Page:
An epidemiological investigation of VL was conducted in a region known to be non-endemic except for a few sporadic cases. This investigation included clinical (human and canine) VL cases as well as the analysis of phlebotomine sand fly fauna. The incidence of VL before 2000 in the Monastir region was less than one case per year (unpublished data). However, a retrospective analysis of cases occurring since 2003 indicate there is an increase in the incidence to an average of 5.1 cases/year. The clinical and epidemiological aspects of these cases are similar to the infantile VL form of Tunisian foci. Indeed, the major clinical signs present in human LV cases in this study were fever, anemia, and spleen enlargement. Only L. infantum has been identified in both human and canine samples, confirming again that only this species is responsible for VL in Tunisia and the presence of both zymodems (MON-1 and MON-24) in this region with a predominance of MON-1 as in the classic focus of LV (Aoun et al. 2008, Kallel et al. 2008). Concerning the geographic distribution, VL was present in almost all districts of Monastir with a higher rate in rural regions (56% of cases). Concerning positive canine cases, at least two cases of canine VL cases have been observed in eight districts (61.5%). Almost half of the dogs that were positive were hunting dogs. Some of them have been in endemic regions for at least one season of transmission where they would have contracted the disease. The peak season of sand flies is between May and November, when females need one or more blood meals to develop their eggs. Sand flies could acquire the parasites when feeding on infected local dogs and transmit Leishmania to non-infected dogs. On the other hand, three other infected dogs that never left Monastir could have contracted the disease by living close to infected dogs transmitted by phlebotomine sand flies. To confirm the non-sporadic aspect of VL in studied regions it was necessary to study the sand fly population. A total of 179 sand flies was caught in eight different stations. Most sand flies belonged to the genus Phlebotomus (82.6%), including P. perniciosus, P. papatasi, P. chabaudi, P. longicuspis, P. riouxi, and P. sergenti that are involved in the transmission of different leishmaniasis in many parts of the world, and to the genus Sergentomyia (S. minuta and S. fallax) that are not vectors of Leishmania. P. perniciosus was captured most often (48%) and the abundance of P. longicuspis was low (2.2%). Furthermore, two new species were detected and not previously observed in this region, P. riouxi and P. sergenti. These differences might be due to the difference in the period of collections and to the type of traps used (Boudabous et al. 2009, Jaouadi et al. 2012). Indeed, Boudabous et al. (2009), caught sand flies during different periods between September and November and used different methods, including both sticky and CDC traps.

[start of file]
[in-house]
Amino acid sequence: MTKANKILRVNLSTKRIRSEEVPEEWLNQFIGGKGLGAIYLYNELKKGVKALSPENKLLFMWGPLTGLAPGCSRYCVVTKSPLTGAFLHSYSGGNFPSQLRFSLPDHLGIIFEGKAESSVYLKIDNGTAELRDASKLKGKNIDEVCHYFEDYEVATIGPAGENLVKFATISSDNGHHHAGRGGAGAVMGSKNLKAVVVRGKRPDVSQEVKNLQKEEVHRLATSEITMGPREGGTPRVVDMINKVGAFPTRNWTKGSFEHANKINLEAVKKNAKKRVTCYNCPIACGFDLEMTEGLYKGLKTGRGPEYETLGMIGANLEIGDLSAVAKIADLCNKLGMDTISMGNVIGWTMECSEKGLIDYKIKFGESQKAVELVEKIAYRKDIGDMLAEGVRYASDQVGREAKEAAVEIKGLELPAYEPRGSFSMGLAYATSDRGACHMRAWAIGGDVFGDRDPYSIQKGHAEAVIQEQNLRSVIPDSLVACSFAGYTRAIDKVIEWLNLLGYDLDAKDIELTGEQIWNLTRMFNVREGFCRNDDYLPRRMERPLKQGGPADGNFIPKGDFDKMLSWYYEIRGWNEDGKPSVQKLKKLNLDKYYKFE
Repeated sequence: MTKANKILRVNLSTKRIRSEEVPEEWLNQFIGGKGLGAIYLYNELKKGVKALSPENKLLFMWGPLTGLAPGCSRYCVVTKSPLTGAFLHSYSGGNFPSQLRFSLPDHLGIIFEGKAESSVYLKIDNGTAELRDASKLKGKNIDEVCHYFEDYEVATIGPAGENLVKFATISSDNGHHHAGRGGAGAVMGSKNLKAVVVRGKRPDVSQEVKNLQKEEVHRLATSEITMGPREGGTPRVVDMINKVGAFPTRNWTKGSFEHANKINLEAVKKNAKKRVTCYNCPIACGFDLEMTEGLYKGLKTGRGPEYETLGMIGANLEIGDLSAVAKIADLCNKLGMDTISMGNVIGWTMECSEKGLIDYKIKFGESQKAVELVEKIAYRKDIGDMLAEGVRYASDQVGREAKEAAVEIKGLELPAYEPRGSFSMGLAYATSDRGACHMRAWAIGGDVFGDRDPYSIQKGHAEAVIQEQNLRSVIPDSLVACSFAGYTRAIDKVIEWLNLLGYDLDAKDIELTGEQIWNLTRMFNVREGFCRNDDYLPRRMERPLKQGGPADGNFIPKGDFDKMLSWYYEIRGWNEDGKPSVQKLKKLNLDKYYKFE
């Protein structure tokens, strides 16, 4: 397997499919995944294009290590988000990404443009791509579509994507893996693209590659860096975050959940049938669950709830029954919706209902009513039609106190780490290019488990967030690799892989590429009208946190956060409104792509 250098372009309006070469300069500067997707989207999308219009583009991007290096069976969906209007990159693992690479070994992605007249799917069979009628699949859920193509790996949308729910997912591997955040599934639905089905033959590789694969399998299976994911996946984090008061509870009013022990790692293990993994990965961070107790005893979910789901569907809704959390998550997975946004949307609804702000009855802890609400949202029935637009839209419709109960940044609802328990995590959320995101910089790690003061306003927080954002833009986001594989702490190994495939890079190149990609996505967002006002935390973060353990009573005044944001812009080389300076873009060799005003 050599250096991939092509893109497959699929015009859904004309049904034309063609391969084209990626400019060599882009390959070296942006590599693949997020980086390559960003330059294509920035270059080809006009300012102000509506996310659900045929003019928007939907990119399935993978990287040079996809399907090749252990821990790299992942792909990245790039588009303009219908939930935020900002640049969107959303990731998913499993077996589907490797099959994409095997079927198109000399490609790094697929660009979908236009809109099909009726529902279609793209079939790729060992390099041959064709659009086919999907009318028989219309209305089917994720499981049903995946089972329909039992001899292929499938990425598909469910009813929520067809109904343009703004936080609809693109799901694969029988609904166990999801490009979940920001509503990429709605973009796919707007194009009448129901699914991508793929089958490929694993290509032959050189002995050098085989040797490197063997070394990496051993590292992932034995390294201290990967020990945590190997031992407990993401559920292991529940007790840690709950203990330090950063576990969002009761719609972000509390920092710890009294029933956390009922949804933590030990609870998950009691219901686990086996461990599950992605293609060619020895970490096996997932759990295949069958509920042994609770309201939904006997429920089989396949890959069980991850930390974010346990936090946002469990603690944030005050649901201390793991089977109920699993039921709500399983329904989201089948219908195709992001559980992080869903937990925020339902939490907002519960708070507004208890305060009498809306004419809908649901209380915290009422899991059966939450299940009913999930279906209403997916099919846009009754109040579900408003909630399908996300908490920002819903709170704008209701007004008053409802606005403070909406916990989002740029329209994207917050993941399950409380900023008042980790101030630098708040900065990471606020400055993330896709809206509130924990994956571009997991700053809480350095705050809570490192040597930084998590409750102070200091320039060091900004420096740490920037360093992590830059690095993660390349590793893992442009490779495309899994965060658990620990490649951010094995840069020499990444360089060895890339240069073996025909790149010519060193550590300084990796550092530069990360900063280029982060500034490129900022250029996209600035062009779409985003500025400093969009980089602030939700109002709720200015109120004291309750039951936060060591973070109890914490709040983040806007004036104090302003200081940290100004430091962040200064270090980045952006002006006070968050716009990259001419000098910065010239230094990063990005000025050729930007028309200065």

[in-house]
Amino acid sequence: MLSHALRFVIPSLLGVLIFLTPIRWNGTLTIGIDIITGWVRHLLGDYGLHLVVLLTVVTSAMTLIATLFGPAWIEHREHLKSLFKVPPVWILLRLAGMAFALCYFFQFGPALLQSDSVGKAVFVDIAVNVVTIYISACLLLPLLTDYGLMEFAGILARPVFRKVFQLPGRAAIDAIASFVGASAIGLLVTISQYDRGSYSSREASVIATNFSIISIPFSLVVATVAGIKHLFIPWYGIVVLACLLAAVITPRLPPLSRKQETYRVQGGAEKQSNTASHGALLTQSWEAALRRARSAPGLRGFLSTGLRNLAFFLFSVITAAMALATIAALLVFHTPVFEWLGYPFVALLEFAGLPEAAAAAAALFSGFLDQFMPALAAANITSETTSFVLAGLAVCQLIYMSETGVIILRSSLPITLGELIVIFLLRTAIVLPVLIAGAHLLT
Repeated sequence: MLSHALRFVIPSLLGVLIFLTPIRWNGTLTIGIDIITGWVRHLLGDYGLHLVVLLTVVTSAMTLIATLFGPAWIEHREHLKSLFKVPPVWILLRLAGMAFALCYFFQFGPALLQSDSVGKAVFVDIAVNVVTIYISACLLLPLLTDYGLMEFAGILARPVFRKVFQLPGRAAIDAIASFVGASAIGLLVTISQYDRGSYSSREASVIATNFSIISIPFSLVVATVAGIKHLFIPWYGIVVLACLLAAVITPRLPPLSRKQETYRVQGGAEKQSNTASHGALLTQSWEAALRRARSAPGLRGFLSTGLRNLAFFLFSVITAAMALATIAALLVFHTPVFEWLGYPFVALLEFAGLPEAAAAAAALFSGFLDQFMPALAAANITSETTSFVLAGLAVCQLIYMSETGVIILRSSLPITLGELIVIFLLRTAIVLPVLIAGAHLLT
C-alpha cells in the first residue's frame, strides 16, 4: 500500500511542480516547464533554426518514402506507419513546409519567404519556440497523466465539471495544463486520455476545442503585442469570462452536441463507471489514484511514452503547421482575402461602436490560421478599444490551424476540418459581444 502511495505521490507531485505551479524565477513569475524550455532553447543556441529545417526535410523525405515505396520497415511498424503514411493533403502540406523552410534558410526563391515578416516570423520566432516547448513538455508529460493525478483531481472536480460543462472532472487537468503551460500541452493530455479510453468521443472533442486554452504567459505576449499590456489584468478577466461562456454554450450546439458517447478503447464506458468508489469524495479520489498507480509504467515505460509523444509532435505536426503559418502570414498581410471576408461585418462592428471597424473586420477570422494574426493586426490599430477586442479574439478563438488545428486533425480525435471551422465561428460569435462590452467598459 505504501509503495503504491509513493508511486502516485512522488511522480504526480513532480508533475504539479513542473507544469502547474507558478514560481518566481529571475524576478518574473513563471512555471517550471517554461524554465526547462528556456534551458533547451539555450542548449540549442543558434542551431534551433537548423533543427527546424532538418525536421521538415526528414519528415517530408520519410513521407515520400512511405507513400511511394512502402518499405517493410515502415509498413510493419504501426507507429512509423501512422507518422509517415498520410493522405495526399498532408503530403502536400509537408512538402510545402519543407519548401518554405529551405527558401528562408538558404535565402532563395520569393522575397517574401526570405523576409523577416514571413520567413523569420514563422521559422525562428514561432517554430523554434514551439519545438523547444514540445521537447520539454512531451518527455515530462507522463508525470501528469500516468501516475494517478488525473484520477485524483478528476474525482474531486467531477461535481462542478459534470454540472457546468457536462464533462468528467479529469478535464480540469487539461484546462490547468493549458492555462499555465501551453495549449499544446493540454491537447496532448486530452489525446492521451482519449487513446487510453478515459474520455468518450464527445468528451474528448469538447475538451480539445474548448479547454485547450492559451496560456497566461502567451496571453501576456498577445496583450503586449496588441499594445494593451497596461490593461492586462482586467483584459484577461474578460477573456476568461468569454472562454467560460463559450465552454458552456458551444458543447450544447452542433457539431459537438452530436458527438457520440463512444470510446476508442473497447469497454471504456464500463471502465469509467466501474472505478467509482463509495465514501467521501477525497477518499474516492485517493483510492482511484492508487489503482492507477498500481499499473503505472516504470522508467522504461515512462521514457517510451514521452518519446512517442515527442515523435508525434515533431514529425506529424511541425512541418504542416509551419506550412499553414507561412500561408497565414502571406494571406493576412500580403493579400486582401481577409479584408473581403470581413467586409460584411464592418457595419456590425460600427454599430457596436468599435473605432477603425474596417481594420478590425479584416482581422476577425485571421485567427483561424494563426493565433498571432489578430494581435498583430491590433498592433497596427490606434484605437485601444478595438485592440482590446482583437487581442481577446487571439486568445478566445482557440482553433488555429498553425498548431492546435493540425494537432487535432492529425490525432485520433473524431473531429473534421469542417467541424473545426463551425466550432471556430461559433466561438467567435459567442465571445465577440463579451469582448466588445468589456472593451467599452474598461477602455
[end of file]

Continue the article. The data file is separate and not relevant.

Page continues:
We detected Leishmania in seven unfed sand flies by PCR Lei. L. infantum infection was confirmed by PCR ITS, SSCP, and sequencing in three phlebotomine sand flies. In four cases, species identification was not possible due to the difference in sensitivity between tested PCRs (Chargui et al. 2012). Leishmania infantum was detected in three unfed P. perniciossus. In Tunisia, the major vector of VL is Phlebotomus (Larrousius) perniciosus (Killick-Kendrick 1999). P. langeroni, also confirmed as a vector of VL in the north (Guerbouj et al. 2007), seems to be absent in this region (Boudabous et al. 2009), suggesting that there may be different types of transmission cycles in the north. The analysis of the spatial repartition of infected human, canine, and phlebotomine sand flies shows that Leishmania infection has been detected in almost all districts (85%), with at least two cases in each district suggesting the non-sporadic aspect of VL in this region. Furthermore, infection risk was confirmed by detection of Leishmania in unfed phlebotomine sand flies in two districts. Further studies on sand fly populations in all districts and within a longer transmission period could detect more infected flies. Because sand fly dispersal is low and always below 600 m (Killick-Kendrick et al. 1984), and because parasites survive in only permissive sand flies after blood meal defecation (Bates et al. 2007), the detection of Leishmania in unfed Phlebotomine sand flies in a region where human and or canine VL cases were recorded confirms the non-sporadic aspect of VL and the establishment of life cycle transmission of Leishmania in this region by the co-existence of infected phlebotomine sand flies and infected human and dogs. Also, we suggest a new geographic repartition of the disease in Tunisia, as many repeated cases of VL (human and/or canine) have been observed in other regions of the center and south (Chargui et al. 2007). In addition to the analysis of phlebotomine fauna in these regions (Zhioua et al. 2007, Boudabous et al. 2009), Leishmania should be detected in sand flies to confirm the spread of VL from the north to the center and south.